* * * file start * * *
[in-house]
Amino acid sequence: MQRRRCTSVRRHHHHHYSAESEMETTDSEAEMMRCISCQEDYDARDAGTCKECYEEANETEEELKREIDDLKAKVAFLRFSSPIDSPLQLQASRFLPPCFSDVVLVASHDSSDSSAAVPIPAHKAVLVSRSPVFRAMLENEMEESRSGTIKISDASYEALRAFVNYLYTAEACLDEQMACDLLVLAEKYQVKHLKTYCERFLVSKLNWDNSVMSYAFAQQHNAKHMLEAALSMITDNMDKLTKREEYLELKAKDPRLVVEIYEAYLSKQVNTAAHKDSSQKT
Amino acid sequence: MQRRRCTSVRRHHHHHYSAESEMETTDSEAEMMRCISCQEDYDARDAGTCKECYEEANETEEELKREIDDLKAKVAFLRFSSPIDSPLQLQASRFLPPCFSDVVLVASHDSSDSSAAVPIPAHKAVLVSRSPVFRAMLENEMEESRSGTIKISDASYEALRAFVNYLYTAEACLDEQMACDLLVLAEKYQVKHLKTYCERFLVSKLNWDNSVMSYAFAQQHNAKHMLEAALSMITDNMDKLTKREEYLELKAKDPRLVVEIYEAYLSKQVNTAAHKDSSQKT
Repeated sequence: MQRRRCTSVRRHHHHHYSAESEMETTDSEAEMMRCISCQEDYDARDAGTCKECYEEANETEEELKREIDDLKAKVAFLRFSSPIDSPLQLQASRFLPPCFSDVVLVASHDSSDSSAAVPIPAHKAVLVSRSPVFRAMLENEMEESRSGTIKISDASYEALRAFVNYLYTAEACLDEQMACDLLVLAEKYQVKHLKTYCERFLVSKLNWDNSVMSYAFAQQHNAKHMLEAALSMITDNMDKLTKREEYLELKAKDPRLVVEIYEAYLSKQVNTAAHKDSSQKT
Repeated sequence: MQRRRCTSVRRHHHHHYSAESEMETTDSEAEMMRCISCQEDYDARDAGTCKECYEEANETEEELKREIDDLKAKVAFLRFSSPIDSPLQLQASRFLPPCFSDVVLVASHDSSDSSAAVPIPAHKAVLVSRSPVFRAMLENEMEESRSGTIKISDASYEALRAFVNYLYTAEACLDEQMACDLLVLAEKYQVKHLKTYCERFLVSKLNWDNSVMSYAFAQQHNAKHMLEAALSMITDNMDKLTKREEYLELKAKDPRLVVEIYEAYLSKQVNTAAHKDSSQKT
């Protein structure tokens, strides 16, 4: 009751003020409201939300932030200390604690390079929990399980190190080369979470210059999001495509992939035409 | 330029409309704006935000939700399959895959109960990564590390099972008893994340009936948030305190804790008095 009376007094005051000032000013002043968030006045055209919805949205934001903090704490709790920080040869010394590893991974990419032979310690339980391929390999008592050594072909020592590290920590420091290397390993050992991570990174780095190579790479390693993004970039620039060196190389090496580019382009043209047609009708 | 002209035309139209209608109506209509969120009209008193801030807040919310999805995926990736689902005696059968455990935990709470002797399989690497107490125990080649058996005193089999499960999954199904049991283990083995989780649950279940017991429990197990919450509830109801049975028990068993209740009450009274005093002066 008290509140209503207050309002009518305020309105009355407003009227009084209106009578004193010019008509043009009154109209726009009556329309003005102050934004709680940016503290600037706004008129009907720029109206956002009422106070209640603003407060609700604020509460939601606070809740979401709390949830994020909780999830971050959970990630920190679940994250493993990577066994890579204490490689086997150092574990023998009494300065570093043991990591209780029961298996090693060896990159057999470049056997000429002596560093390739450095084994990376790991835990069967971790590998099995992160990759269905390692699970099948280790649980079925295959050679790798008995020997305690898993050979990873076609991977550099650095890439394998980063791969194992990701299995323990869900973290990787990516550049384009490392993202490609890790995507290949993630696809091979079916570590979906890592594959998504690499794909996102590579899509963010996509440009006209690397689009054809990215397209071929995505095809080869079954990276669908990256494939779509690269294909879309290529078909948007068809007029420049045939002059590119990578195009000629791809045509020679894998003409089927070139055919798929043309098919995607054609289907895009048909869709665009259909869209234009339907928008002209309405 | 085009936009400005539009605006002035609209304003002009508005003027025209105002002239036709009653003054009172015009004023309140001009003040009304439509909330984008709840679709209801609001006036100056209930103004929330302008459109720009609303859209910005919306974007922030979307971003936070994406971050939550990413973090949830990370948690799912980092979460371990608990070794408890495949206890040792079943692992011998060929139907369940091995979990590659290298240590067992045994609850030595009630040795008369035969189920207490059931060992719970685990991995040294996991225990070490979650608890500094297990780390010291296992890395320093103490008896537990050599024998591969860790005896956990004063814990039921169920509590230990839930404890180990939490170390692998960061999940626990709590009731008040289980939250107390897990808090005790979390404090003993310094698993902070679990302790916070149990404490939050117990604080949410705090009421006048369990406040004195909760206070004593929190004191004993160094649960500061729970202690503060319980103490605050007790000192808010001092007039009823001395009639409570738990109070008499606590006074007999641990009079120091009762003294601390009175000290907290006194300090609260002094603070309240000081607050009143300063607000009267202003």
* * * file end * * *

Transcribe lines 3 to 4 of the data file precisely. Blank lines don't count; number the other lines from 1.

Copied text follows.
Amino acid sequence: MQRRRCTSVRRHHHHHYSAESEMETTDSEAEMMRCISCQEDYDARDAGTCKECYEEANETEEELKREIDDLKAKVAFLRFSSPIDSPLQLQASRFLPPCFSDVVLVASHDSSDSSAAVPIPAHKAVLVSRSPVFRAMLENEMEESRSGTIKISDASYEALRAFVNYLYTAEACLDEQMACDLLVLAEKYQVKHLKTYCERFLVSKLNWDNSVMSYAFAQQHNAKHMLEAALSMITDNMDKLTKREEYLELKAKDPRLVVEIYEAYLSKQVNTAAHKDSSQKT
Repeated sequence: MQRRRCTSVRRHHHHHYSAESEMETTDSEAEMMRCISCQEDYDARDAGTCKECYEEANETEEELKREIDDLKAKVAFLRFSSPIDSPLQLQASRFLPPCFSDVVLVASHDSSDSSAAVPIPAHKAVLVSRSPVFRAMLENEMEESRSGTIKISDASYEALRAFVNYLYTAEACLDEQMACDLLVLAEKYQVKHLKTYCERFLVSKLNWDNSVMSYAFAQQHNAKHMLEAALSMITDNMDKLTKREEYLELKAKDPRLVVEIYEAYLSKQVNTAAHKDSSQKT